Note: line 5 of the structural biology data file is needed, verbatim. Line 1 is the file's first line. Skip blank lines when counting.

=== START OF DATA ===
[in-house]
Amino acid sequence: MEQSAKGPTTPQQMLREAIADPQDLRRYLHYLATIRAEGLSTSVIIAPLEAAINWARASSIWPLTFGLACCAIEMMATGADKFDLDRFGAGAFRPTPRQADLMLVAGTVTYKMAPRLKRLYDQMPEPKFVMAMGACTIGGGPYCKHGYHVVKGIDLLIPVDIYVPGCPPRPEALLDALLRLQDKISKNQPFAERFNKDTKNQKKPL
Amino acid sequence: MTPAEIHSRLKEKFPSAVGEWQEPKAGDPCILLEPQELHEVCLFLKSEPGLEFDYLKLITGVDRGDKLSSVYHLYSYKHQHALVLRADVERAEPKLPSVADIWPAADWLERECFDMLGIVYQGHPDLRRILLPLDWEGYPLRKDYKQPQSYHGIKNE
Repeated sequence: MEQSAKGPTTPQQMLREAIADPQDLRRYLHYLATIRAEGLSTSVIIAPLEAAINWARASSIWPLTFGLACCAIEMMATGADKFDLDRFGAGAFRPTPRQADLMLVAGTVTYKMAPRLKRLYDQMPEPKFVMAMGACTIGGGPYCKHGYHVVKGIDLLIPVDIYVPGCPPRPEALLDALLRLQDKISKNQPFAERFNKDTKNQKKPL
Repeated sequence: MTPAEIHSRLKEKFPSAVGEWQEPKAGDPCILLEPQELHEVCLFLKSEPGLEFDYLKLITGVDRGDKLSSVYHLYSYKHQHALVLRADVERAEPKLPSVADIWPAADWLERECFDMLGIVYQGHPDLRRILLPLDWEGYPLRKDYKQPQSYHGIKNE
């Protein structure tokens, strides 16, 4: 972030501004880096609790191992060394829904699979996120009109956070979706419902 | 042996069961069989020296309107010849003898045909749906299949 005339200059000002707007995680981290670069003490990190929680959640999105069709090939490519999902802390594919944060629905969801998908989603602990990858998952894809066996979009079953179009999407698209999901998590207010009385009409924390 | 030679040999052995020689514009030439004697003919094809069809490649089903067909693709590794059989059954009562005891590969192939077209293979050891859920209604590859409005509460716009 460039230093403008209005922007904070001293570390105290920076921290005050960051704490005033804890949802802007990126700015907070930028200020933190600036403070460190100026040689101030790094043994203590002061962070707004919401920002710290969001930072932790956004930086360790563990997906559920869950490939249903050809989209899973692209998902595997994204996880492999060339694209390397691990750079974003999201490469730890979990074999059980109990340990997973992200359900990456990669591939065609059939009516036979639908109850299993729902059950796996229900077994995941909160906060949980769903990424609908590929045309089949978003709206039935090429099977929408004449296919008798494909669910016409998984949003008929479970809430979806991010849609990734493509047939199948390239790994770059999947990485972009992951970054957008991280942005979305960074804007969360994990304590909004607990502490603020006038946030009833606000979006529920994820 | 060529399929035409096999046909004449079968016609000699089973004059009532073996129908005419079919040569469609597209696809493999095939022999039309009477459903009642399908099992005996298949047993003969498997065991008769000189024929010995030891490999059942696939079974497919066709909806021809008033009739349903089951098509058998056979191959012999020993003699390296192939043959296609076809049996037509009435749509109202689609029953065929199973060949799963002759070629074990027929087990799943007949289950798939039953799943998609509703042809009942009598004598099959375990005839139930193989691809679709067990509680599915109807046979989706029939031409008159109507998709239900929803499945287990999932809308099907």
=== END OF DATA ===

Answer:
Repeated sequence: MTPAEIHSRLKEKFPSAVGEWQEPKAGDPCILLEPQELHEVCLFLKSEPGLEFDYLKLITGVDRGDKLSSVYHLYSYKHQHALVLRADVERAEPKLPSVADIWPAADWLERECFDMLGIVYQGHPDLRRILLPLDWEGYPLRKDYKQPQSYHGIKNE